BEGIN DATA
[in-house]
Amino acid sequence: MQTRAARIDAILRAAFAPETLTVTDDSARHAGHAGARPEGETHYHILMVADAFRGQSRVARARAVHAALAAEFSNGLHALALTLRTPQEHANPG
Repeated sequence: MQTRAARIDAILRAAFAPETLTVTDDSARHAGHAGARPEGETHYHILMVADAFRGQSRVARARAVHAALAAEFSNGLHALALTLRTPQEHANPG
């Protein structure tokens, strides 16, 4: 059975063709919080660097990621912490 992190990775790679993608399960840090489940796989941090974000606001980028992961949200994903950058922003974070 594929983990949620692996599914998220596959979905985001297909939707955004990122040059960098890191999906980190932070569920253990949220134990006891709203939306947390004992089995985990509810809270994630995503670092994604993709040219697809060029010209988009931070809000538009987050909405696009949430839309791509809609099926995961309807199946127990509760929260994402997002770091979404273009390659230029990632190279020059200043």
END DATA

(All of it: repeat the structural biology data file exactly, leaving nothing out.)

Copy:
[in-house]
Amino acid sequence: MQTRAARIDAILRAAFAPETLTVTDDSARHAGHAGARPEGETHYHILMVADAFRGQSRVARARAVHAALAAEFSNGLHALALTLRTPQEHANPG
Repeated sequence: MQTRAARIDAILRAAFAPETLTVTDDSARHAGHAGARPEGETHYHILMVADAFRGQSRVARARAVHAALAAEFSNGLHALALTLRTPQEHANPG
């Protein structure tokens, strides 16, 4: 059975063709919080660097990621912490 992190990775790679993608399960840090489940796989941090974000606001980028992961949200994903950058922003974070 594929983990949620692996599914998220596959979905985001297909939707955004990122040059960098890191999906980190932070569920253990949220134990006891709203939306947390004992089995985990509810809270994630995503670092994604993709040219697809060029010209988009931070809000538009987050909405696009949430839309791509809609099926995961309807199946127990509760929260994402997002770091979404273009390659230029990632190279020059200043």